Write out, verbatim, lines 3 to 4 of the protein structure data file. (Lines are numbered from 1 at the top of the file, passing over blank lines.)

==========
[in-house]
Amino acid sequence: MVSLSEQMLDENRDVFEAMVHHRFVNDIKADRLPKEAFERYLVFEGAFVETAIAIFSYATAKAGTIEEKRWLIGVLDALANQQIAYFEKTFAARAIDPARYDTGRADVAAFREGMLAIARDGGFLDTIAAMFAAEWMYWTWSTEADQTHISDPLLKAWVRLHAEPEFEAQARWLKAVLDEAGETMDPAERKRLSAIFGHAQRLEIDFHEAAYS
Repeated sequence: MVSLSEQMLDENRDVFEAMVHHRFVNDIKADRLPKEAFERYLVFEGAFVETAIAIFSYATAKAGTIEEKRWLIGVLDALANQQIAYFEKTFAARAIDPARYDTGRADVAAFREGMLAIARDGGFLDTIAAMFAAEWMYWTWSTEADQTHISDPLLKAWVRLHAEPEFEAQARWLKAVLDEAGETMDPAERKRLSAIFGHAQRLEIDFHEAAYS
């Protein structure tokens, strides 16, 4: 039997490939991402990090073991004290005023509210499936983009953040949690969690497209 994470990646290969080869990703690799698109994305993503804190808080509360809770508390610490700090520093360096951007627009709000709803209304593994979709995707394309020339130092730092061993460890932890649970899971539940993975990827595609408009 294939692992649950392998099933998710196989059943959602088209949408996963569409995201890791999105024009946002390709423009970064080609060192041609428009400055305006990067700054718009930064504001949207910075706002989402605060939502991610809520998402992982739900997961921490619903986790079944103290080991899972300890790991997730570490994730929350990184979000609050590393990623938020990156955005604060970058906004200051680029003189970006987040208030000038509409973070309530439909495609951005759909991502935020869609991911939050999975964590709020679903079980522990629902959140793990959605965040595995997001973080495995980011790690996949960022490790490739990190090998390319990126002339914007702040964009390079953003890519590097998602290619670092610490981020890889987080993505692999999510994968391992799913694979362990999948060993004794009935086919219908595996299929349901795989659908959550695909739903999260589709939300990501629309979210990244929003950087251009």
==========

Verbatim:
Repeated sequence: MVSLSEQMLDENRDVFEAMVHHRFVNDIKADRLPKEAFERYLVFEGAFVETAIAIFSYATAKAGTIEEKRWLIGVLDALANQQIAYFEKTFAARAIDPARYDTGRADVAAFREGMLAIARDGGFLDTIAAMFAAEWMYWTWSTEADQTHISDPLLKAWVRLHAEPEFEAQARWLKAVLDEAGETMDPAERKRLSAIFGHAQRLEIDFHEAAYS
């Protein structure tokens, strides 16, 4: 039997490939991402990090073991004290005023509210499936983009953040949690969690497209 994470990646290969080869990703690799698109994305993503804190808080509360809770508390610490700090520093360096951007627009709000709803209304593994979709995707394309020339130092730092061993460890932890649970899971539940993975990827595609408009 294939692992649950392998099933998710196989059943959602088209949408996963569409995201890791999105024009946002390709423009970064080609060192041609428009400055305006990067700054718009930064504001949207910075706002989402605060939502991610809520998402992982739900997961921490619903986790079944103290080991899972300890790991997730570490994730929350990184979000609050590393990623938020990156955005604060970058906004200051680029003189970006987040208030000038509409973070309530439909495609951005759909991502935020869609991911939050999975964590709020679903079980522990629902959140793990959605965040595995997001973080495995980011790690996949960022490790490739990190090998390319990126002339914007702040964009390079953003890519590097998602290619670092610490981020890889987080993505692999999510994968391992799913694979362990999948060993004794009935086919219908595996299929349901795989659908959550695909739903999260589709939300990501629309979210990244929003950087251009």